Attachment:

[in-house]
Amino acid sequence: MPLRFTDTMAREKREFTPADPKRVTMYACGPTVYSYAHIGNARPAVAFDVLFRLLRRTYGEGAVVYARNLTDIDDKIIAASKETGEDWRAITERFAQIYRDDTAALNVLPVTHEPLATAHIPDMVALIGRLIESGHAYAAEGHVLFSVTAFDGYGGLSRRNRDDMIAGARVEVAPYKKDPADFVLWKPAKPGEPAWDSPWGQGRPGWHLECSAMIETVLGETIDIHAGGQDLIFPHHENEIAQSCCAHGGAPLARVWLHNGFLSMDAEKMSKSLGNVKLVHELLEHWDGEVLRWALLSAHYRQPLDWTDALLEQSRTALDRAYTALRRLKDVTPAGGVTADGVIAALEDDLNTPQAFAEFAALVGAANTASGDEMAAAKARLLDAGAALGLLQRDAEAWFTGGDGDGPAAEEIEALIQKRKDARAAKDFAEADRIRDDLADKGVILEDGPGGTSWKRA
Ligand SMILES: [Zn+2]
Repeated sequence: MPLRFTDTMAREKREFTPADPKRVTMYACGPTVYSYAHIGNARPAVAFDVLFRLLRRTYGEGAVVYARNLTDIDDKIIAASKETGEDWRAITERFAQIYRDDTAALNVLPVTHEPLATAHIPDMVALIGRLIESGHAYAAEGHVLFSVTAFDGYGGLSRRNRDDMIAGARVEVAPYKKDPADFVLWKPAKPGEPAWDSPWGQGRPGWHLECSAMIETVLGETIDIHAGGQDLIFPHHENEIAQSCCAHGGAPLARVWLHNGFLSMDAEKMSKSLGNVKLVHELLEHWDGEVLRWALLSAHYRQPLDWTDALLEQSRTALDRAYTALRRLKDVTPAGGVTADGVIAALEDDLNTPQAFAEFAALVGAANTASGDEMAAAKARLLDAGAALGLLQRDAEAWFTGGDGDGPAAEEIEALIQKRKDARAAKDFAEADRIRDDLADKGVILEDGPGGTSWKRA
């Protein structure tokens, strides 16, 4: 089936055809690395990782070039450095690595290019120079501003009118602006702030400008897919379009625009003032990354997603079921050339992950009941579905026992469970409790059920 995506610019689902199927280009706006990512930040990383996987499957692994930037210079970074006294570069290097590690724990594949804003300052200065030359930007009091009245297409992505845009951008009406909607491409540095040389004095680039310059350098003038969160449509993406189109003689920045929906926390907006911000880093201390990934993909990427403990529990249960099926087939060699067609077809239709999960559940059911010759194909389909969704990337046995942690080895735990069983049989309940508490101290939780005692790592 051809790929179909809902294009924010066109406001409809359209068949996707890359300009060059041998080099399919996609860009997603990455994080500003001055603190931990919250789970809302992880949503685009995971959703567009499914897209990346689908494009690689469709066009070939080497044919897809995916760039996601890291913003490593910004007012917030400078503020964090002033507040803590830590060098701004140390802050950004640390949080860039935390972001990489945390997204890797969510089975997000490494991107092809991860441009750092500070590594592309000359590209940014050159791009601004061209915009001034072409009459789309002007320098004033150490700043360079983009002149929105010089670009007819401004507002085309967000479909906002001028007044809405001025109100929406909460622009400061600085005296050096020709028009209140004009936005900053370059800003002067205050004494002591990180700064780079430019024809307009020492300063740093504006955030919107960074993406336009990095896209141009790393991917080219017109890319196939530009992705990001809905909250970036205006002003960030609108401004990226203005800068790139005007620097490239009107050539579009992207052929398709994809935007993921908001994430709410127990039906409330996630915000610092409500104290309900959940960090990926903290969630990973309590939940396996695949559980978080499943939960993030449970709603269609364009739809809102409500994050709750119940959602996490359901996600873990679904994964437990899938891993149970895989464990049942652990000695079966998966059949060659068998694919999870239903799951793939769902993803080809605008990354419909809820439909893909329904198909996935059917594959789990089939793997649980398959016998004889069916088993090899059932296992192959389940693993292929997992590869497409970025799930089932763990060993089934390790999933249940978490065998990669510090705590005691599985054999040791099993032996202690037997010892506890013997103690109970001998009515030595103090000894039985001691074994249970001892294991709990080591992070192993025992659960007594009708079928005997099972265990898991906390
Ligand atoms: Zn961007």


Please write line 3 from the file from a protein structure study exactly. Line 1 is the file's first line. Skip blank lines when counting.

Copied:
Ligand SMILES: [Zn+2]